NOTE: In this article, Columbine and Aquilegia spp. may be used interchangeably; in fact, Aquilegia spp. is the botanical name for Columbine.
The columbine is one of the sweetest flowers in the garden. There are small, rounded leaves and tall flower stalks that hold the blooms above the foliage of a colosseum plant. Between early spring bulbs and peak garden season, the mid-spring blooms fill the void. The bell-shaped flowers of Aquilegia are popular with bees and gardeners.
Why does my Aquilegia spp. roots have rot?
If left untreated, root rot on your Columbine (Aquilegia spp.) can be fatal. For this reason, if the symptoms appear, we highly advise that you adhere to our recommendations to keep your plant alive: Blackened and softened roots.
Why does my Columbine have gray mold spots?
Gray mold spots are a specific fungus that regularly harms flowers and spreads swiftly. If you notice any brown (or gray) spots, this fungus is probably to cause. You risk your plant dying if you ignore these warning indications.
The solution is quite logical when you know the cause of the problem. Most of the time, it is due to overwater of the Aquilegia spp.. We advise you to remove the infected parts of the plant, cut off the infected roots and leaves, then repot your plant using sterile potting soil and a clean pot.
Why does my Columbine have leaf spots?
This type of disease is one of the most frustrating for Columbine owners, we give you all the leads to spot and save your plants that present symptoms such as leaves that suddenly change color, or wilt/droop.
Why are my Columbine leaves turning yellow?
In the world of horticulture, yellowing leaves are undoubtedly the most common problem. The two main causes of this problem are overwatering and a lack of nutrition.
When it’s overwatering, simply reduce your watering frequency, and if you think it’s a nutrient deficiency, here’s how to check it:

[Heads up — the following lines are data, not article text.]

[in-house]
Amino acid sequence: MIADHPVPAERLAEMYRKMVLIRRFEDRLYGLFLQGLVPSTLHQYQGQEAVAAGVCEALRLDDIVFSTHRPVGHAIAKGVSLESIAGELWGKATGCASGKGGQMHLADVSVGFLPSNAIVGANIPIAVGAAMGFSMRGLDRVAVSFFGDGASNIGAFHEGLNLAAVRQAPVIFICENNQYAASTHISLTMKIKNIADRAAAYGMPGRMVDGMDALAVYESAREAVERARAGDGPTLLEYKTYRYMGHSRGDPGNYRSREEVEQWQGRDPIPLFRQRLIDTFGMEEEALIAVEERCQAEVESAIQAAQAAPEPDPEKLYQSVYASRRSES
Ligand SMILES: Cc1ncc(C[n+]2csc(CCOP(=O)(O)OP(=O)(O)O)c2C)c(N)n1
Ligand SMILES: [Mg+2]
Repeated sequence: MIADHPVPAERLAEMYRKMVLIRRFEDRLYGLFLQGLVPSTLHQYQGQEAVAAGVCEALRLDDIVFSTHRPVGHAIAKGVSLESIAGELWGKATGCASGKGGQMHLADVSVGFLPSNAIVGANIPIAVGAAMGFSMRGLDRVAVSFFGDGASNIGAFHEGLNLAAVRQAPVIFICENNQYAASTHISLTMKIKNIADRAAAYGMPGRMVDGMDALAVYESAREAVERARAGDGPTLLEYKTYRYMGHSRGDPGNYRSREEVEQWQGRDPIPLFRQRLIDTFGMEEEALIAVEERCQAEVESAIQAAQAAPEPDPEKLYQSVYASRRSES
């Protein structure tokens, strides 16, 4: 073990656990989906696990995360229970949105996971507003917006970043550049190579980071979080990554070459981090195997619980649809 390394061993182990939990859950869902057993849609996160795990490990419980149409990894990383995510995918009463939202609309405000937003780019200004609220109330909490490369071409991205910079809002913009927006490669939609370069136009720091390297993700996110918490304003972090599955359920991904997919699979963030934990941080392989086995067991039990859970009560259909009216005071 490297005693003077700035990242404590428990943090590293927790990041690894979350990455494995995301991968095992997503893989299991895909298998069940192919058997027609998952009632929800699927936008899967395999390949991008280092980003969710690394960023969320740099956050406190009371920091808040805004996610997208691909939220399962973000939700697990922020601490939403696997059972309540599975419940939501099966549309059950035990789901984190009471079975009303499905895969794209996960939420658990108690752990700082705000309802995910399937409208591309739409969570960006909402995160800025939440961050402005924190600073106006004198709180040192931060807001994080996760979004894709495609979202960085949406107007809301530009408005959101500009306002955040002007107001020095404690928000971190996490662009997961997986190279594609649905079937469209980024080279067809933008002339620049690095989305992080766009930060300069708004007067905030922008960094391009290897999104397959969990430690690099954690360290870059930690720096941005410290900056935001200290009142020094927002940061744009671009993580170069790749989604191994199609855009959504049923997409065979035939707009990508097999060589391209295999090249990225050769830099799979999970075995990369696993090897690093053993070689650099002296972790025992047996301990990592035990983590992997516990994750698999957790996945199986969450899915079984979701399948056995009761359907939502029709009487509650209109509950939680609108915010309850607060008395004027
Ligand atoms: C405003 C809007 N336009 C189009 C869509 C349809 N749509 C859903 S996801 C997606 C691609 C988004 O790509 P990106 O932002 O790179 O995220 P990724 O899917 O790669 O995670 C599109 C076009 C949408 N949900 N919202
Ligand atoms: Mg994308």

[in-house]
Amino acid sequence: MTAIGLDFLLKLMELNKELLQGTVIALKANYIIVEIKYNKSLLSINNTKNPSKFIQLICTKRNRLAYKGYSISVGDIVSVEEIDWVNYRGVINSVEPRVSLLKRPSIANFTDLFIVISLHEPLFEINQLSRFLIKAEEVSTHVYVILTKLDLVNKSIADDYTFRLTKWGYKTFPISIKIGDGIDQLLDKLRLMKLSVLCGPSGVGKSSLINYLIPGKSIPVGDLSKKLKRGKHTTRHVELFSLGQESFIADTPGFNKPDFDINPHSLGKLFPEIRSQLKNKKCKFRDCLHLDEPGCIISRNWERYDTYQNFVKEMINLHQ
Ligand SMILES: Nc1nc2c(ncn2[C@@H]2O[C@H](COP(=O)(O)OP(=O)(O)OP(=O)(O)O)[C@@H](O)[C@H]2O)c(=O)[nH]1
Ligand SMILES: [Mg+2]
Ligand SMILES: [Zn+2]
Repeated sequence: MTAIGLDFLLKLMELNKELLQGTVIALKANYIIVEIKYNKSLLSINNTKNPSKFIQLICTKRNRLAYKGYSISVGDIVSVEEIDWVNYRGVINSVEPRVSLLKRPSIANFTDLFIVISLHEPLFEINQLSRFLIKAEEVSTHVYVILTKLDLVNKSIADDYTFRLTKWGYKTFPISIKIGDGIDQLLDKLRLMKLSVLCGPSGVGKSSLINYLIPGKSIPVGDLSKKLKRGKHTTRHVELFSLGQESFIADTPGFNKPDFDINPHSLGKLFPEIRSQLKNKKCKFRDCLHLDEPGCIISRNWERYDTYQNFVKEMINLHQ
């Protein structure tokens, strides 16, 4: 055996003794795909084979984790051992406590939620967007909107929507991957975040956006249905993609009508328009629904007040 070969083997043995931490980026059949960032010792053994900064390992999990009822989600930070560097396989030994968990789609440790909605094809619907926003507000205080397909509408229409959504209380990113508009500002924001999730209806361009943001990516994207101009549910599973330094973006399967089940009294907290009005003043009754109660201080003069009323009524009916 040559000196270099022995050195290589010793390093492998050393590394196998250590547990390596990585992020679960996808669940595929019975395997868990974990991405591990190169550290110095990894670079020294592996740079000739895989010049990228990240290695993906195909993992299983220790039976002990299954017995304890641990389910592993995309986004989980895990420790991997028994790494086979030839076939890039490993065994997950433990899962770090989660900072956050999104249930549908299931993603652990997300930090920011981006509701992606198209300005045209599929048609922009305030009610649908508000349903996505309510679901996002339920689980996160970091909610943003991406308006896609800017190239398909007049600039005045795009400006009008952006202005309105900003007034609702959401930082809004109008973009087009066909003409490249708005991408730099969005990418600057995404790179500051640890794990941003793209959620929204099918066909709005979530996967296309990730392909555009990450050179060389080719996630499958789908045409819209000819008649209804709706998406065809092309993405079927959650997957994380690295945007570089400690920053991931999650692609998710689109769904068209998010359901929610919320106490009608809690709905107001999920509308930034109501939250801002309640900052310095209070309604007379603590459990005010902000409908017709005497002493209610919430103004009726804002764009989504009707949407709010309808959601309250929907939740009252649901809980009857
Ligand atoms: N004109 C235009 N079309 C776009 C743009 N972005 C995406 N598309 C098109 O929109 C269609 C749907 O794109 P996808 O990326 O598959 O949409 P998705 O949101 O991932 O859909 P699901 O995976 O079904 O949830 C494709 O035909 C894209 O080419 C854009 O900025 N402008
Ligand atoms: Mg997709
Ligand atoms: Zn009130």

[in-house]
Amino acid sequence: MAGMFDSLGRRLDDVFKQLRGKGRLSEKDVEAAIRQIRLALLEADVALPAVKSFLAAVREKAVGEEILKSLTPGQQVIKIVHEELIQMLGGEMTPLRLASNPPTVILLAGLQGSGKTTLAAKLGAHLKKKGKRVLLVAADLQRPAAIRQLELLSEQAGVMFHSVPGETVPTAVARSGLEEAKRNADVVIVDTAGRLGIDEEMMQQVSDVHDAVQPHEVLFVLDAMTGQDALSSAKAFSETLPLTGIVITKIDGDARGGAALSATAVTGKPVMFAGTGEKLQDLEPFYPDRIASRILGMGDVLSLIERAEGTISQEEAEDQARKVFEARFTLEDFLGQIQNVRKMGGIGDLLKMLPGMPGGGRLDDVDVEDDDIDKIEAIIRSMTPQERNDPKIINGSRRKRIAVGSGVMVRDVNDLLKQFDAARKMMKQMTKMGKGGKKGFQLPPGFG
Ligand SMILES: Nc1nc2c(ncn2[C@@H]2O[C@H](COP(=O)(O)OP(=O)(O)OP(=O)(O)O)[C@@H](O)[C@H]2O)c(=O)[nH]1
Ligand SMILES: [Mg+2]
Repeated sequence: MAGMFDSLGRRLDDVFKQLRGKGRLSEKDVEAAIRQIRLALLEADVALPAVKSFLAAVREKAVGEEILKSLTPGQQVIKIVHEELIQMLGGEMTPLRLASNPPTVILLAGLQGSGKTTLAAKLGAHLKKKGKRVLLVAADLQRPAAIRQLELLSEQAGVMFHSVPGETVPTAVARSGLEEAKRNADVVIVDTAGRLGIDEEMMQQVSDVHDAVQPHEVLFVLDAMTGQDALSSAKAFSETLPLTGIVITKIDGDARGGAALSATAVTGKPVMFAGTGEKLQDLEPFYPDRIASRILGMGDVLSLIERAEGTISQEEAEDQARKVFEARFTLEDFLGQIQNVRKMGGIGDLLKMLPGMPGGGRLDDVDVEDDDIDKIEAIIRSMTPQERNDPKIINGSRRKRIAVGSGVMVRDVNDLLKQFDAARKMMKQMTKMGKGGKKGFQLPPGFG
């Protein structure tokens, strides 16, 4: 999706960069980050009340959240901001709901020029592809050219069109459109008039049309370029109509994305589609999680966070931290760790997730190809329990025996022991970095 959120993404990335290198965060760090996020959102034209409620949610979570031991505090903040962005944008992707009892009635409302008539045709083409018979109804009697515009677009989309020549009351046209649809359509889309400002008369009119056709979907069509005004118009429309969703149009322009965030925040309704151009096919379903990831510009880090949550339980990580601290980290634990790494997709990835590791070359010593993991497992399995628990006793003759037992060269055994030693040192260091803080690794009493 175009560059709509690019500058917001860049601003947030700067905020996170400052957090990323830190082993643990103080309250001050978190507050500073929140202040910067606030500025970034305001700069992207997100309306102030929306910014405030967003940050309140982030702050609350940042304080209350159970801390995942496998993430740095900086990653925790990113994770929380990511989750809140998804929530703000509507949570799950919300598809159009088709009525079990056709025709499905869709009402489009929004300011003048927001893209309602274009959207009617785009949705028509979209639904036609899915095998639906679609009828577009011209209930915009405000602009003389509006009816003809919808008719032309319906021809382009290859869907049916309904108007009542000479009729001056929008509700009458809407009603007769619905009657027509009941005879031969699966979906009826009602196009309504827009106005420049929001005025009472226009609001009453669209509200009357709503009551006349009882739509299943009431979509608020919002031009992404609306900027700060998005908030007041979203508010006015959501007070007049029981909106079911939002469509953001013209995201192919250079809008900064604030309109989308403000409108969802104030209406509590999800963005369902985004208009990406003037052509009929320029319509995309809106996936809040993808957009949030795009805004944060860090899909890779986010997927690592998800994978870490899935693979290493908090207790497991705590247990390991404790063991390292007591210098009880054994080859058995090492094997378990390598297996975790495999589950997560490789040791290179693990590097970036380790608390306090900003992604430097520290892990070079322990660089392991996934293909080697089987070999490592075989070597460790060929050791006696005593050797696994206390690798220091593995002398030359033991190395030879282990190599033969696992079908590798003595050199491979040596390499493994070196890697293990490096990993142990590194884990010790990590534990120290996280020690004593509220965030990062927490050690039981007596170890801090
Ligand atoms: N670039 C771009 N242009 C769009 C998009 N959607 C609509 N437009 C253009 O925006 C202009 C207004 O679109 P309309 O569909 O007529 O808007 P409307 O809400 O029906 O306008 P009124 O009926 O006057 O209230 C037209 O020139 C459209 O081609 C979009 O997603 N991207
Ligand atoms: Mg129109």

Each deficiency produces a different yellowing on the Aquilegia spp. in question, here’s how to spot them:
- Magnesium deficiency starts as yellow patches between leaf veins on older leaves. Veins stay green as yellow moves from the leaf center out. Leaf edges turn yellow last.
- Yellowing between leaf veins is another sign of iron shortage, but young leaves on plant tops and branch tips are initially affected.
- Sulfur deficiency starts with the newest leaves, turning them yellow throughout.
- Leaf edges turning bright yellow but inside leaf remaining green are signs of potassium insufficiency. The symptoms first appear on older leaves, and the leaf edges quickly become dark.
- A lack of nitrogen is indicated by a widespread yellowing. Older, inner leaves are the first to yellow. As the yellowing progresses, it eventually touches young leaves as well.
You only need to act in accordance with the symptoms listed above. You can address a potassium or nitrogen deficiency by buying a particular soil, and a gardening store consultant will be able to advise you on how to do that. Furthermore, you can also limit how frequently you water your plants.
Is my Columbine sunburned?
It is simple to determine whether your Columbine (your Aquilegia spp.) has sunburn. Your plant will change color in this instance, beginning to turn yellow or white, much like it does on us.
The leaves of your Columbine can also change color in case it gets too much water or not enough light, as we saw above.